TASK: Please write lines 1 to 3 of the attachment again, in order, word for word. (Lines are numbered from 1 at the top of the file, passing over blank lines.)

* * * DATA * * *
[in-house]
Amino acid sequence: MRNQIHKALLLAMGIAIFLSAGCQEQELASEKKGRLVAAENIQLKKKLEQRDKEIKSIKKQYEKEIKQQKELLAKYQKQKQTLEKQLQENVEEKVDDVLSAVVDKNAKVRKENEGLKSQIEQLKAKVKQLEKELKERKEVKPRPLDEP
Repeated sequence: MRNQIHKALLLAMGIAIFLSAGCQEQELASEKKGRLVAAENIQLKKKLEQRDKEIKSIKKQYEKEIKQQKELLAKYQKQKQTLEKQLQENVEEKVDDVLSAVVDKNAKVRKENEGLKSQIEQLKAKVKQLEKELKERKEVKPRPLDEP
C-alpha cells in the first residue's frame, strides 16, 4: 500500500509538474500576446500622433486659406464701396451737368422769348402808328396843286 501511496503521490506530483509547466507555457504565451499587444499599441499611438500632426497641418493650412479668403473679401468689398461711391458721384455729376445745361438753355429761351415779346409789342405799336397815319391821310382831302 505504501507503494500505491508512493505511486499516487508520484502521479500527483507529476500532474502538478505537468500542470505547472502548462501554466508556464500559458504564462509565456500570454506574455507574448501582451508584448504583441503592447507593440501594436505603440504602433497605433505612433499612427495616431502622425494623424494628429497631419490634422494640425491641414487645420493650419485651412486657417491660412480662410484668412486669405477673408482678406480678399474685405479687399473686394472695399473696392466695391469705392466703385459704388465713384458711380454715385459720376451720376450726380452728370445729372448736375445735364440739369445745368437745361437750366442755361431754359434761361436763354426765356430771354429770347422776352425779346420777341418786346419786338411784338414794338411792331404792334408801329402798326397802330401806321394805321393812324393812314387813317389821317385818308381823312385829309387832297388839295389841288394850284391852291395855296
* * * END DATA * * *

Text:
[in-house]
Amino acid sequence: MRNQIHKALLLAMGIAIFLSAGCQEQELASEKKGRLVAAENIQLKKKLEQRDKEIKSIKKQYEKEIKQQKELLAKYQKQKQTLEKQLQENVEEKVDDVLSAVVDKNAKVRKENEGLKSQIEQLKAKVKQLEKELKERKEVKPRPLDEP
Repeated sequence: MRNQIHKALLLAMGIAIFLSAGCQEQELASEKKGRLVAAENIQLKKKLEQRDKEIKSIKKQYEKEIKQQKELLAKYQKQKQTLEKQLQENVEEKVDDVLSAVVDKNAKVRKENEGLKSQIEQLKAKVKQLEKELKERKEVKPRPLDEP